Shopping List for the Galana Clinic in Burji, Ethiopia
This clinic is far from civilization. Getting supplies is extremely difficult. For example, there are no mops or buckets in any store within a 6-hour drive, and if you can find a vehicle to take you 6 hours to the nearest town, the quality of merchandise is horrible. So we had to go all the way to the capital city to find mops and buckets of any quality for Mariam to clean the new flooring that we installed in June. Such a simple matter, and yet so difficult in Ethiopia!
In talking with the staff there are some things that are much easier for us to bring from the USA. Many of these things I am getting off the internet or in our big stores. But as word of the clinic is expanding, people are asking us, “What can we gather for you?”
So, here is the portion of my shopping list that you can help with. Perhaps your children’s Sunday School class, or VBS group, or women’s missionary group would like to gather these things. Our next trip to Ethiopia is in December, God willing.
Items should be mailed to our home: 2691 White House Rd., Nelson, VA 24580. Please email us if you have any questions….firstname.lastname@example.org. God bless you for your generosity to the poor.
Pregnancy tests… Many times the bodies of Ethiopian women are exhausted. They come to the clinic complaining of fatigue, etc. We must test for pregnancy; since they have no birth control knowledge, they are often tired because of pregnancy. Also, we must know if they are pregnant because many drugs for malaria, typhoid, etc. cannot be given to pregnant women. So the clinic uses many pregnancy test kits. (These tests are available at Dollar Tree for $1.)
Prenatal vitamins…The diet of the people around the clinic is very poor, and women are almost always either pregnant or nursing. So these pre-natal vitamins are very important to the health of the woman and the infant.
Children’s vitamins…Malaria and amoebic dysentery (diarrhea) are the big killers of Ethiopian children under age 5. Malaria destroys the red blood cells, and amoebic parasites (gotten from poor water) destroy the digestive system. If we can give children vitamins, then it will help their bodies to fight these diseases.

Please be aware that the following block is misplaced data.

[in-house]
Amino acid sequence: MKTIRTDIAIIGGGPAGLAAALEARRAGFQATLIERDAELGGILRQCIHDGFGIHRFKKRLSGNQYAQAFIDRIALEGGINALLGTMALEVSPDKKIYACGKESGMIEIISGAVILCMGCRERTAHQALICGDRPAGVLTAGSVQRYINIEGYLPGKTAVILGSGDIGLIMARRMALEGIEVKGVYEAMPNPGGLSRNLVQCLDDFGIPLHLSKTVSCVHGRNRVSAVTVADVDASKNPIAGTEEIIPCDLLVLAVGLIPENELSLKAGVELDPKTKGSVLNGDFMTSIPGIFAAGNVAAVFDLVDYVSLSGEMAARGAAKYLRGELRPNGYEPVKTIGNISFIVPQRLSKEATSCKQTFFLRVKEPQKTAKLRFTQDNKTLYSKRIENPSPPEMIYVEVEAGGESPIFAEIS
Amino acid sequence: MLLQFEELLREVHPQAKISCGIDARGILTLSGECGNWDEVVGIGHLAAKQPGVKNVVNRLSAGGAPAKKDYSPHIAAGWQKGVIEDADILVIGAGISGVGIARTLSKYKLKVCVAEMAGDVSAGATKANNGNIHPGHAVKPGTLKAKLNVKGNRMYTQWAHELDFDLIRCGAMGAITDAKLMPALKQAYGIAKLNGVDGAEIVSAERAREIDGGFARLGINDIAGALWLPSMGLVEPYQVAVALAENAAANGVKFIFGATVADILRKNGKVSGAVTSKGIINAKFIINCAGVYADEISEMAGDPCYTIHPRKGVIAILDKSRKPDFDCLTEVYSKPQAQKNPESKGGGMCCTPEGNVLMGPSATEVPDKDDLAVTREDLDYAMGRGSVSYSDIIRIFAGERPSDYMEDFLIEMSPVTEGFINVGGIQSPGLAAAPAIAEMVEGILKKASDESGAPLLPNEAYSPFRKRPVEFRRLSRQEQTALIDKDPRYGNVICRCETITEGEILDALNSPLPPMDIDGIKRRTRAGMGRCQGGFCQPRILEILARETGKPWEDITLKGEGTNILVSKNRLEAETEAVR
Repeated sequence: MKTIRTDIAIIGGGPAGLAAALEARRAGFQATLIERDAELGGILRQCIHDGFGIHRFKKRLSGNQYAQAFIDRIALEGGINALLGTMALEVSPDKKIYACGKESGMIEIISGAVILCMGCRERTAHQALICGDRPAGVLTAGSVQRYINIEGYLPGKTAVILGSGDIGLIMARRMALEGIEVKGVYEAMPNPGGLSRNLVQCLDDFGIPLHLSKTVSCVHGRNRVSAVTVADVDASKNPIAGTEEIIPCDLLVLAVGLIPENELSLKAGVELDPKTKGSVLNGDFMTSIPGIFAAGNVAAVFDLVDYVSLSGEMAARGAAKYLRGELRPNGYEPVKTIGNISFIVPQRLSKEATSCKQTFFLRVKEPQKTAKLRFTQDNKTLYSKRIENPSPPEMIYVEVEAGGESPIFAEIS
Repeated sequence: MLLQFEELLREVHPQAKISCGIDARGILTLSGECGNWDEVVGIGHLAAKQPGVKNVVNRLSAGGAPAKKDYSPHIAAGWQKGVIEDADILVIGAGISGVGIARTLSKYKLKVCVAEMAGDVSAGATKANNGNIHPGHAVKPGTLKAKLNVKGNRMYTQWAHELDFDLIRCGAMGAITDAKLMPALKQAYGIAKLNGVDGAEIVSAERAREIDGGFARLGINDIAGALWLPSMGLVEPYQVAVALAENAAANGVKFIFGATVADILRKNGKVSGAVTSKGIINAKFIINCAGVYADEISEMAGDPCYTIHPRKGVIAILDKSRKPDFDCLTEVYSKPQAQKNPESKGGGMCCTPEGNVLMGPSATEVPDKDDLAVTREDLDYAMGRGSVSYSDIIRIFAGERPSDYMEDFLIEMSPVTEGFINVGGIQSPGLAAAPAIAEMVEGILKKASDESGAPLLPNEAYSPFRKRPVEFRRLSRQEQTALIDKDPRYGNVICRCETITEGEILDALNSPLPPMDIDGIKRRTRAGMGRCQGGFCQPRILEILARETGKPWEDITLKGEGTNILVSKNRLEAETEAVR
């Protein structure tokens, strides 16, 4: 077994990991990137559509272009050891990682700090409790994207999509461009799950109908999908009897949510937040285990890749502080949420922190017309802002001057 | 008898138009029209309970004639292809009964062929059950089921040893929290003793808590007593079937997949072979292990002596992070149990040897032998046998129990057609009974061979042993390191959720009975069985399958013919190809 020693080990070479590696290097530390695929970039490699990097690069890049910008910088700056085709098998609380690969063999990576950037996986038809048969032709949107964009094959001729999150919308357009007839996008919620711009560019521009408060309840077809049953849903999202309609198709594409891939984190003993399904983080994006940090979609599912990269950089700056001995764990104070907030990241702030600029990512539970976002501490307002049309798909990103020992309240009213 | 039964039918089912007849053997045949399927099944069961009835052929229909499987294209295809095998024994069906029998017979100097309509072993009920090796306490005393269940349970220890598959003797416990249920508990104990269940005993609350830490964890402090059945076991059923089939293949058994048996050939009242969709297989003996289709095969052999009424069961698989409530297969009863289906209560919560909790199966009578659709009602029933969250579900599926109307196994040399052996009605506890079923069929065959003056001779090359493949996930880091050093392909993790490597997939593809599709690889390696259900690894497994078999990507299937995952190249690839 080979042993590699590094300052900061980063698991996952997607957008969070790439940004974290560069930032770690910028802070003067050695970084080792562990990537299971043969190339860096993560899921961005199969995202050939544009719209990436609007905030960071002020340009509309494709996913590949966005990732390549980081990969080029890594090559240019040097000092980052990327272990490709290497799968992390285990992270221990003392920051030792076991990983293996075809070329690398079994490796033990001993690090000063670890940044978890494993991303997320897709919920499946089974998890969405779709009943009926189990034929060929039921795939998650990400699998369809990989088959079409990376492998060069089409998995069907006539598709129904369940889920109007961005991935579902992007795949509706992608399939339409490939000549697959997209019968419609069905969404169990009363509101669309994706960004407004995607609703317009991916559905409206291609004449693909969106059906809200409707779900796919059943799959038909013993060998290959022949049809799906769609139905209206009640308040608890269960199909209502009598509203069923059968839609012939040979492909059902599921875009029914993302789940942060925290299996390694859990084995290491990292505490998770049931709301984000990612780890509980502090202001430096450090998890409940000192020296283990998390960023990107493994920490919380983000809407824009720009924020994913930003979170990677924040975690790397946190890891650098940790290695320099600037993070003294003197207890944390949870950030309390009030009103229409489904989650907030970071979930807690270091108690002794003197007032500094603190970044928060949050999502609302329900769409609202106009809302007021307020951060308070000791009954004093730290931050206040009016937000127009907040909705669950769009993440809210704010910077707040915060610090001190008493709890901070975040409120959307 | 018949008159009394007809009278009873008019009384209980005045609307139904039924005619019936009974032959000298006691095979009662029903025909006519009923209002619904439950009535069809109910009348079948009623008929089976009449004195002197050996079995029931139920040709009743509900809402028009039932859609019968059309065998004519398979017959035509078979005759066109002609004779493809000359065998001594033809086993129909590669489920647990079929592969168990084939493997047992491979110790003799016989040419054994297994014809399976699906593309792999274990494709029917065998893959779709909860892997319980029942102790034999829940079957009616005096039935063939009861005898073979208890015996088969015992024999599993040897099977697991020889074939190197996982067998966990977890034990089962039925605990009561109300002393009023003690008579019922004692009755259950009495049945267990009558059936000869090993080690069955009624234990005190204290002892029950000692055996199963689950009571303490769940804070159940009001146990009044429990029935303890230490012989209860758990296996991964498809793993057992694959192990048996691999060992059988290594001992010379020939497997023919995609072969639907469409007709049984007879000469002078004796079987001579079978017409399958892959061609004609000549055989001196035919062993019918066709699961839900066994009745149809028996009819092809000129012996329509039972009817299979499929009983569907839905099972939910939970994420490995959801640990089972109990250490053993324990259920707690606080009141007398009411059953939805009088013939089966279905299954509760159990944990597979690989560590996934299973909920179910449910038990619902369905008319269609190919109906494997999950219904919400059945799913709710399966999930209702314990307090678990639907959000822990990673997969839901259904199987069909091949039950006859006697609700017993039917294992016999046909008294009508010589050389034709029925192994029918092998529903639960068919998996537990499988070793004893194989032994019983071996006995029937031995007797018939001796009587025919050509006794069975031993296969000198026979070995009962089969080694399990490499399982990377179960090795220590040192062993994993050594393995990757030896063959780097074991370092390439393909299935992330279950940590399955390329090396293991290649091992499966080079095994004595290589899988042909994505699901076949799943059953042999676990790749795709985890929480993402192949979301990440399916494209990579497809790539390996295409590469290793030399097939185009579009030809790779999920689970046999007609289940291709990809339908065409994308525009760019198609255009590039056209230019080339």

Iodine tablets…Iodine is critical to the human body; it helps to regulate the thyroid gland. Lack of iodine in the diet results in large goiters, fatigue, and poor regulation of basic body functions. Iodine comes especially from fish. There are no lakes or fish of any kind in the Burji area; their diet is completely devoid of fish. Goiters are normal, commonplace. Iodine tablets are extremely difficult to find in Ethiopia. We need these to give to people who are showing severe iodine deficiency.
Iodized salt…Here in America, we routinely use iodized salt in order to get our iodine, but in Ethiopia, there is no such thing as iodized salt. We would like to take some iodized salt to give to families that are showing early signs of iodine deficiency.
Calcium Citrate with Vitamin D and Magnesium…This is available at Wal-Mart. Please do not send calcium carbonate, since it is poorly absorbed.
Over-the-counter medicines…Fungal creams, triple antibiotics, Zantac 150 mg, eyedrops/moisturizers, benedryl gel, midol, laxatives, Immodium AD, hydrocortisone cream, Naprosyn, AandD oint, decongestants (we have enough Tums). I know that these things are expensive, but if a family is able to get just one item per week when doing grocery shopping, it adds up! Think about your own medicine cabinet; how would your life be if you had nothing in that cabinet. I can safely say that no Ethiopian family in Burji has a medicine cabinet…the items just are not available! But if we can share our blessing, then they will have the laxative that they need, the cream for a skin condition, the decongestant for a cold, the heartburn aid, etc. And those little things will ease their discomfort for a time. And they will know that the Galana Clinic has the things they need, so they will come and then they will hear about the Gospel! So as you are buying these things, consider it evangelism J
Clothes and good-quality soap…These items are distributed by Chaplain Solomon to the poorest of the poor. We need men, women, and children’s clothes. They do not need to be new, but they should not have tears or big stains. Also, they must be very modest; no pants for women or girls. And they must not have anything that displays our American culture…like pictures of cartoon characters, the American flag, etc. Soap should be long-lasting.
Guard clothes…We need a heavy coat for the night guard, and also 2 pairs of sturdy tennis shoes, size 12-13, and some socks. Again, they do not need to be new, but they should be in good condition for future use.
July 27, 2009